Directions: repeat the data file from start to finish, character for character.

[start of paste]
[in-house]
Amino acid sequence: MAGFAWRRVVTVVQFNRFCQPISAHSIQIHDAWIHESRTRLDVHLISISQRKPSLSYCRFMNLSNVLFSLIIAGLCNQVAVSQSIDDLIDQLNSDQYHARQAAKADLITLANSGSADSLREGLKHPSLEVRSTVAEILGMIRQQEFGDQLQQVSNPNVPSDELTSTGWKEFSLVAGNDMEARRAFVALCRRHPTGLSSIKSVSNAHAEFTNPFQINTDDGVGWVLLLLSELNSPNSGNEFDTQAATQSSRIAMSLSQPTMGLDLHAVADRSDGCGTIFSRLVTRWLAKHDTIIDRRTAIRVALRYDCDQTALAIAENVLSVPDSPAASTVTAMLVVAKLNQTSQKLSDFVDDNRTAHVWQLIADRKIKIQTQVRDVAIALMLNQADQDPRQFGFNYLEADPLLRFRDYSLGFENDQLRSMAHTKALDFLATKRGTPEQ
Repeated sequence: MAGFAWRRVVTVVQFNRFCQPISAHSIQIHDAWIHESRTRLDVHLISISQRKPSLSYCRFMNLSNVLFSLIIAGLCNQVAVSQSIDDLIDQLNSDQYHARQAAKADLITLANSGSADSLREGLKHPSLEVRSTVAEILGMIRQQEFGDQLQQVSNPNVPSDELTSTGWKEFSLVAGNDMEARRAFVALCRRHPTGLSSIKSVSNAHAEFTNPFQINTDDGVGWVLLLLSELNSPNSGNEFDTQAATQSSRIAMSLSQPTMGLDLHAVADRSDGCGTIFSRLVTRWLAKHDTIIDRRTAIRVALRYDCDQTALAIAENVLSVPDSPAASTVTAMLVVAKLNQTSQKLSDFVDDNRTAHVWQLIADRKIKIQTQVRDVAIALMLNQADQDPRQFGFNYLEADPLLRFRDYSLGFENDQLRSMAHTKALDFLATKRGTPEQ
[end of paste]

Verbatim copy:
[in-house]
Amino acid sequence: MAGFAWRRVVTVVQFNRFCQPISAHSIQIHDAWIHESRTRLDVHLISISQRKPSLSYCRFMNLSNVLFSLIIAGLCNQVAVSQSIDDLIDQLNSDQYHARQAAKADLITLANSGSADSLREGLKHPSLEVRSTVAEILGMIRQQEFGDQLQQVSNPNVPSDELTSTGWKEFSLVAGNDMEARRAFVALCRRHPTGLSSIKSVSNAHAEFTNPFQINTDDGVGWVLLLLSELNSPNSGNEFDTQAATQSSRIAMSLSQPTMGLDLHAVADRSDGCGTIFSRLVTRWLAKHDTIIDRRTAIRVALRYDCDQTALAIAENVLSVPDSPAASTVTAMLVVAKLNQTSQKLSDFVDDNRTAHVWQLIADRKIKIQTQVRDVAIALMLNQADQDPRQFGFNYLEADPLLRFRDYSLGFENDQLRSMAHTKALDFLATKRGTPEQ
Repeated sequence: MAGFAWRRVVTVVQFNRFCQPISAHSIQIHDAWIHESRTRLDVHLISISQRKPSLSYCRFMNLSNVLFSLIIAGLCNQVAVSQSIDDLIDQLNSDQYHARQAAKADLITLANSGSADSLREGLKHPSLEVRSTVAEILGMIRQQEFGDQLQQVSNPNVPSDELTSTGWKEFSLVAGNDMEARRAFVALCRRHPTGLSSIKSVSNAHAEFTNPFQINTDDGVGWVLLLLSELNSPNSGNEFDTQAATQSSRIAMSLSQPTMGLDLHAVADRSDGCGTIFSRLVTRWLAKHDTIIDRRTAIRVALRYDCDQTALAIAENVLSVPDSPAASTVTAMLVVAKLNQTSQKLSDFVDDNRTAHVWQLIADRKIKIQTQVRDVAIALMLNQADQDPRQFGFNYLEADPLLRFRDYSLGFENDQLRSMAHTKALDFLATKRGTPEQ